By Cameron Chai
Massachusetts Institute of Technology (MIT)’s multidisciplinary research group, the Center for Polymer Microfabrication is designing production processes for microfluidics from the scratch in order to mass produce microfluidic devices.
The Center for Polymer Microfabrication is designing processes for manufacturing microfluidic chips. Pictured here is a chip fabricated by the center's tailor-made production machines. (Credit: Photo: Melinda Hale)
David Hardt is the head of the research center funded by the Singapore-MIT Alliance. The center is studying the characteristics of polymers under plant conditions, developing advanced machines and tools to fabricate chips based on polymers at production levels, devising quality-control processes to monitor the integrity of a chip at submicron scales, and decreasing the production costs.
The research group concentrates on microembossing, an imprinting technique wherein a pattern of small channels is stamped subsequent to heating a polymer. During the tests, the team identified issues in the existing embossing technique. To stop embossing failures during a production setting, the team investigated the interactions and measured the mechanical forces between the embossing tool and the cooling polymer. Using these measurements, the team developed embossing tools specially designed to reduce polymer stickiness. These tools were able to fabricate chips precisely and rapidly at a lower cost, Hardt said.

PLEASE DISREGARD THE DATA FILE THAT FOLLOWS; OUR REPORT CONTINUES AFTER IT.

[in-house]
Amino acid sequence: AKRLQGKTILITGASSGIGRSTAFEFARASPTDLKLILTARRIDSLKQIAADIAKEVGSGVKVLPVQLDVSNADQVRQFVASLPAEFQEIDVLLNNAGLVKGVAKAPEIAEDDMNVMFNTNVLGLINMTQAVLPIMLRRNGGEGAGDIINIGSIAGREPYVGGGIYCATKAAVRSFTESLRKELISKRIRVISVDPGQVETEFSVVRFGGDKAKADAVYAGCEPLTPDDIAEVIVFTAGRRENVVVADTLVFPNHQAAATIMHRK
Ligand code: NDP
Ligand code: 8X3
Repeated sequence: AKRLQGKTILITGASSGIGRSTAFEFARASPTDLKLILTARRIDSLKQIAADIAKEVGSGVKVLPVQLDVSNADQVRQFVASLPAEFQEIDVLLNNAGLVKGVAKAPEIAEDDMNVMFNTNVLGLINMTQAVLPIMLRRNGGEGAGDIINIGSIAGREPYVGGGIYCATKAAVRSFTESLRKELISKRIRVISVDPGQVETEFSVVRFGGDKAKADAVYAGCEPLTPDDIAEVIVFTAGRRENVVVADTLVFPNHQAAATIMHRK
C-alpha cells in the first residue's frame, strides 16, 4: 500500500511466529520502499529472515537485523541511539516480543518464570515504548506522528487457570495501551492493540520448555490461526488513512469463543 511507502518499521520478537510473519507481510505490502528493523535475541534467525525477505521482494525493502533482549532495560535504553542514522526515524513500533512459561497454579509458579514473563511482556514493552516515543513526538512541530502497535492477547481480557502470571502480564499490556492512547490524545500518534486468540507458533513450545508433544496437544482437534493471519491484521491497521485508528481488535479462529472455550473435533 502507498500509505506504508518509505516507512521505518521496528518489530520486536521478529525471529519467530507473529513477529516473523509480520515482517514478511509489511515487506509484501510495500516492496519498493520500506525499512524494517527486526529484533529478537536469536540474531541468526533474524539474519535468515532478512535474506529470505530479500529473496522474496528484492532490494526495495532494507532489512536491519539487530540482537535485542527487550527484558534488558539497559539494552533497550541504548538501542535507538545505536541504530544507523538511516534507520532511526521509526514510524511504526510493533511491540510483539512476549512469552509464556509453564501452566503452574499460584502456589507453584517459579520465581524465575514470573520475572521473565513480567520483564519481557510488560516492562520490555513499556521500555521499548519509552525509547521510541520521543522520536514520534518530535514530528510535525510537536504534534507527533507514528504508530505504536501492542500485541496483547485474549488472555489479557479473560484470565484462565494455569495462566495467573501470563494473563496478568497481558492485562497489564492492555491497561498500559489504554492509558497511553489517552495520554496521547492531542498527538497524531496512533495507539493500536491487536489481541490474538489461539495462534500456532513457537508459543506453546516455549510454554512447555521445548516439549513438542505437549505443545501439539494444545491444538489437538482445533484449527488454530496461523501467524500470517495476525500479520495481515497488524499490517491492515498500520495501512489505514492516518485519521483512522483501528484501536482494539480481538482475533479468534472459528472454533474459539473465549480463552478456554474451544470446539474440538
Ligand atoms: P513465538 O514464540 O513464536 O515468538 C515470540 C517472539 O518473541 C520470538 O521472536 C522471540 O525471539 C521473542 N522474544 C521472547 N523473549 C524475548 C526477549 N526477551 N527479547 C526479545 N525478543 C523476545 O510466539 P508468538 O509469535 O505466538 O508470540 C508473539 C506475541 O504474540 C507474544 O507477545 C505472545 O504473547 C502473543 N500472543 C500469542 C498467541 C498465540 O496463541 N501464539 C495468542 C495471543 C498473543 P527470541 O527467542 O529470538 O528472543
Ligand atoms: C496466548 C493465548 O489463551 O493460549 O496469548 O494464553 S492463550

Besides fabricating microfluidic devices, the research group is developing advanced quality-control techniques. Since microfluidic chips have small features, the process of checking the quality of every feature is time-consuming and can only be viewed under a high-resolution microscope. The research team developed a rapid and reliable method to assess the health of the production process of microfluidic chips by adding a small ‘X’ feature to the pattern of the chip, instead of checking whether all channels of a chip are imprinted. This ‘X’ feature is the most difficult of all to be embossed on a chip. Accurate embossing of the ‘X’ feature determines the quality measure of a chip’s production process.
The Center for Polymer Microfabrication is now seeking ways to engineer a ‘self-correcting factory’ that can test products automatically. Hardt envisages that the production process automatically adjusts the machine settings to rectify the process when the product malfunctions. The research group has designed algorithms to fine-tune the machines to rectify the production differences.